What is the difference between imputed and imparted righteousness?

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Imputed and imparted righteousness

Imputed righteousness is the righteousness of Christ credited to the believers — that is, treated as if it were theirs through faith. It is on the foundation of this “alien” (from the outside) righteousness that God receives humans. This doctrine is synonymous with justification by faith.

Imparted righteousness is the gracious gift of God given at the justification which enables the believer to strive for holiness and victory over sin. This doctrine is synonymous with sanctification.  Let’s elaborate on the doctrines of  justification, sanctification and glorification.

Justification

It is when a person -has been saved- from all past sins when he asks and accepts God’s forgiveness by faith. This is an instant experience. “Therefore we conclude that a man is justified by faith without the deeds of the law” (Romans 3:28).

Faith in Christ means a person is grateful for what He did for sinners. It implies having a trust in Him without reservation, so much so that he is willing to take Him at His word and follow Him.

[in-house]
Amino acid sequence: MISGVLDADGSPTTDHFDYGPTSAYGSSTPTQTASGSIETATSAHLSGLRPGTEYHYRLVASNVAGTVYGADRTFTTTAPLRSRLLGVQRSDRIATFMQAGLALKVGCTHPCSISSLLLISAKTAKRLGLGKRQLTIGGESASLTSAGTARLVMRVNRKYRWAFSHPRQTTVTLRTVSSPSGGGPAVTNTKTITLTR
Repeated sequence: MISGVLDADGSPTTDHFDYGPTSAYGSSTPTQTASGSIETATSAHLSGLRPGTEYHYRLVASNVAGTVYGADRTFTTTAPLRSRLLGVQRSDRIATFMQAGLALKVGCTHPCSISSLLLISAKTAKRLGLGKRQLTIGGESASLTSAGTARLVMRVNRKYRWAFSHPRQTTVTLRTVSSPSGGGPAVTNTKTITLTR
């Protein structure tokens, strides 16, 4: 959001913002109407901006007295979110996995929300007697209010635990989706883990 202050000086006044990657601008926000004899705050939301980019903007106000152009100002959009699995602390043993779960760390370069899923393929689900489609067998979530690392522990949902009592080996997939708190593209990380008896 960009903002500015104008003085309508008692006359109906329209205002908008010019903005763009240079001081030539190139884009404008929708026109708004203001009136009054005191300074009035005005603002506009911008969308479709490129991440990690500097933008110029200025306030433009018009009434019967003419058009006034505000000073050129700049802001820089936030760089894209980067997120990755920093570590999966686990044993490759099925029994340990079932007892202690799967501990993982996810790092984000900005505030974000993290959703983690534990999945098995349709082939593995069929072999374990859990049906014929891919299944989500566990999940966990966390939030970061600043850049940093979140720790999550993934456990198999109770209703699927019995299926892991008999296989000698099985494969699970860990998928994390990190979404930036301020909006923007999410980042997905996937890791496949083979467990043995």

Sanctification

It is when a person is -being saved- from the power of sin as he surrenders daily to God and walks in obedience to His word. This is a life time process. “But we are bound to give thanks alway to God for you, brethren beloved of the Lord, because God hath from the beginning chosen you to salvation through sanctification of the Spirit and belief of the truth” (2 Thessalonians 2:13).

Sanctification takes place when a person holds to Christ daily by study of the Word and prayer. He cooperates with God’s power. “For it is sanctified by the word of God and prayer” (1 Timothy 4:5). The Christian will allow the Lord to do His will in his life. The only way, he stops this process is to cut himself off deliberately and disconnect himself from the Lord.

Glorification

It is when a person -shall be saved- from the presence of sin when Christ comes again. “When he shall come to be glorified in his saints, and to be admired in all them that believe (because our testimony among you was believed) in that day” (2 Thessalonians 1:10).

Conclusion

The Christian can properly speak of salvation in three tenses – past, present, and future. He can say, “I have been saved” when he gives his life to the Lord, “I am being saved” as he is walking daily with the Lord; and “I shall be saved” when he will finally reach the eternal promised land.

In His service,
BibleAsk Team

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